People are still sending me books to review.
I tried to warn authors and publicists that I wouldn’t be able to review their books on my blog and wrote a 3,000-word post with all kinds of ideas for getting book reviews. The overall number of requests has dropped, but they continue all the same.
As I tried to sort this out, I realized that there are some really interesting aspects of book publicity worth considering here. I’ll begin with the most obvious, at least to me, and move to the some deeper issues that may be difficult to see with clarity.
Publicists and Authors Didn’t See the Post
OK, I wrote a post about not reviewing books on my blog, but that doesn’t mean everyone saw it. I don’t assume every person requesting a review disregarded my post.
I need to do a better job of making that post visible on my site. It’s not serving the purpose I intended if I’m not helping more visitors find it. It’s really easy to neglect the internal functionality of my website. Heck, I don’t think my latest release was even listed on the “My Books” page a month after it released! I guess I should get on that in May.
Hope Springs Eternal for Some Authors
While some haven’t seen the post, I have also received requests from authors who begin their emails with something like this:
“I saw your post about not being able to read books or review them on your blog, and I don’t expect you to read my book, but I still want to send it to you…”
I applaud this optimism and determination, misguided though it may be. Hey, if you love your book, you should want everyone to read it. It’s just troubling to me that some authors believe in their books SO MUCH that they’re willing to waste a copy of it, let alone wasting their time sending emails to people who have publicly stated that they won’t do what’s being asked of them.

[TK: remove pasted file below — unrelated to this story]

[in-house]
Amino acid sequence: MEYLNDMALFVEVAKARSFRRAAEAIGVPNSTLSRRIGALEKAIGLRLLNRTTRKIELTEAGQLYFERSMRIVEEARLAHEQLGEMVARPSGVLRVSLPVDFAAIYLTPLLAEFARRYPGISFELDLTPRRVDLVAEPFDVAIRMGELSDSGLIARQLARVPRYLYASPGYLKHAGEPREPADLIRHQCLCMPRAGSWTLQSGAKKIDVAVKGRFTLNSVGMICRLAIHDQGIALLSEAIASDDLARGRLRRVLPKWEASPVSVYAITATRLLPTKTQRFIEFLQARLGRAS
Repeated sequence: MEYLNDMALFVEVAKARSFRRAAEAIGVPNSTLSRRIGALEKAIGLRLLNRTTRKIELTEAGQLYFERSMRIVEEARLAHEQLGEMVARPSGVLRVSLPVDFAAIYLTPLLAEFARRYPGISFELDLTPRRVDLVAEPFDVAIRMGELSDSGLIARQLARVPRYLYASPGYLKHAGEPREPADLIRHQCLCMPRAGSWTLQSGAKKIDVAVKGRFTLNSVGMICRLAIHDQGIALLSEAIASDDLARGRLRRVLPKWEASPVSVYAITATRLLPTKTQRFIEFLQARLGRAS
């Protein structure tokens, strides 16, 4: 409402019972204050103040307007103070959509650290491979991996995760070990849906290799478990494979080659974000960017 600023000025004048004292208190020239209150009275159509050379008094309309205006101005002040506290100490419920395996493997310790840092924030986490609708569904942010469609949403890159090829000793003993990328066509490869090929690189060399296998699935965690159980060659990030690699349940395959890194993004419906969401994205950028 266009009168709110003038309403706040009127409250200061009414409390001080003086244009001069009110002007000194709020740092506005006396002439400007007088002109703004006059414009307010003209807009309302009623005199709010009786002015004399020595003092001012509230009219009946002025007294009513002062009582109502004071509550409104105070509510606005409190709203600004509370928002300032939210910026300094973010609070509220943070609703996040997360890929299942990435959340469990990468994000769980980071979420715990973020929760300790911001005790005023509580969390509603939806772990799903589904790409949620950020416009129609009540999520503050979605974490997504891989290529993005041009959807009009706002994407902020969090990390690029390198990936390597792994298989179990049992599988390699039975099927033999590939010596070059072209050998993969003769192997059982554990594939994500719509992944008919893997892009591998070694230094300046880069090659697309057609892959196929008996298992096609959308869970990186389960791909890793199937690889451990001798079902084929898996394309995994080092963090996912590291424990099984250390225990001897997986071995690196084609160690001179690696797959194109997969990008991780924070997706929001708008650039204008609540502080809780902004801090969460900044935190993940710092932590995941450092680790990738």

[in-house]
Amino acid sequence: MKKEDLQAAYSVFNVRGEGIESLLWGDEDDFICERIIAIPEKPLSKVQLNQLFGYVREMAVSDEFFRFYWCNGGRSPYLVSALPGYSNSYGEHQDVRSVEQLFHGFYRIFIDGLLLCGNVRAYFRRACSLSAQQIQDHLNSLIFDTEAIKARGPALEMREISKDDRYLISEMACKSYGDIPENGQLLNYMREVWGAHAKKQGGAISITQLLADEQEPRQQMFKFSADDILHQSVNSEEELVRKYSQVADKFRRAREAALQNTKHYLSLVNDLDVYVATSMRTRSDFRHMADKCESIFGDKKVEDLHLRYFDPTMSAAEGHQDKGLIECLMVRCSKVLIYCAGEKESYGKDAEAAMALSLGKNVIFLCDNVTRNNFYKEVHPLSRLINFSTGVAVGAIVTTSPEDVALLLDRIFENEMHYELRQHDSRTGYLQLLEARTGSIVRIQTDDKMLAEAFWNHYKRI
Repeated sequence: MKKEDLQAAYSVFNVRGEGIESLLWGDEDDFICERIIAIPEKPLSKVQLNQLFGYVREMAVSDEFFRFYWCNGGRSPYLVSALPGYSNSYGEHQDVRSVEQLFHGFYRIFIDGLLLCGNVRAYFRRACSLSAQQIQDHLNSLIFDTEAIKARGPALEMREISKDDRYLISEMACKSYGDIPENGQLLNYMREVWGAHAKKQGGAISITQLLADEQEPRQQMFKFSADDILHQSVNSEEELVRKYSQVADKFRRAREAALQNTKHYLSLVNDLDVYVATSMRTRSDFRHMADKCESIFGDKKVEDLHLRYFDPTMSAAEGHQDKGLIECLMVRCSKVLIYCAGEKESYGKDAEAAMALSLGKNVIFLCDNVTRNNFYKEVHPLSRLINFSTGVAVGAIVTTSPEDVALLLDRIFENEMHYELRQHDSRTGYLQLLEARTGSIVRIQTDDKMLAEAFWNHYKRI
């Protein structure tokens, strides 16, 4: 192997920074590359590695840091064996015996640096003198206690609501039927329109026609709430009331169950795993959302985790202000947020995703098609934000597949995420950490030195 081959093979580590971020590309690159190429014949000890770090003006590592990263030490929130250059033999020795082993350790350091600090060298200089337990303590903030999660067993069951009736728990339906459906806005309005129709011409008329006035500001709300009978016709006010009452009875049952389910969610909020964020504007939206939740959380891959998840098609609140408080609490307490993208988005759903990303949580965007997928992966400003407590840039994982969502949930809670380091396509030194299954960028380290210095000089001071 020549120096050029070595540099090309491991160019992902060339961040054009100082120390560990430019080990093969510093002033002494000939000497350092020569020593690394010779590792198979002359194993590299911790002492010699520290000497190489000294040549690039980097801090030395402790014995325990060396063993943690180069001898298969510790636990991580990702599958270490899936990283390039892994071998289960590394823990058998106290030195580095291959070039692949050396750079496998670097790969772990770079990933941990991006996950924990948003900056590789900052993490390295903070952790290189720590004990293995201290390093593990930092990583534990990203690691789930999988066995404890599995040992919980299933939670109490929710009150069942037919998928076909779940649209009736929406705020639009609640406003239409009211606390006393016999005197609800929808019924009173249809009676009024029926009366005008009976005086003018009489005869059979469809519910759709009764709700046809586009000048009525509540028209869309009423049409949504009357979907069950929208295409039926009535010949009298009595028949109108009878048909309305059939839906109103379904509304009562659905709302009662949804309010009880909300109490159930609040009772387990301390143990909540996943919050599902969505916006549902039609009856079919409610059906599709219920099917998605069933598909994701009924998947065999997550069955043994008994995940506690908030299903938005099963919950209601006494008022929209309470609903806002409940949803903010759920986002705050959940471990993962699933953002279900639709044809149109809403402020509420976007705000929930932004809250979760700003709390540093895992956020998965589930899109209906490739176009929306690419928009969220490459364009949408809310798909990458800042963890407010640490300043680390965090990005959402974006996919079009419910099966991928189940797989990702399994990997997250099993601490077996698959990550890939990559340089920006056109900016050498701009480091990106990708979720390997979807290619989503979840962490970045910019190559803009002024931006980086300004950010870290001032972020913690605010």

I’ve been there. I’ve taken long shots before. I don’t sit here in judgment, even if I was a bit miffed at first.
Too many authors are so focused on getting bloggers to do what they, the authors, want that they miss out on what a blogger could do for them. For instance, a regular reader of my newsletter dropped me a note asking for my feedback on a project. I was more than happy to spend five minutes offering my opinion. In fact, a simple ask like that means I could suggest other people who may read the book or places where he could find publicity. The sky’s the limit for potential networking at that point.
There is a world of difference between a five-minute favor and a potential three-hour slog through a PDF file.
I want every author to be filled with optimism and enthusiasm for their projects, but I also don’t want them to waste their contacts with fellow authors and bloggers. Sometimes shooting a bit low, especially if the person being asked doesn’t know you, can bring in the best return for your time.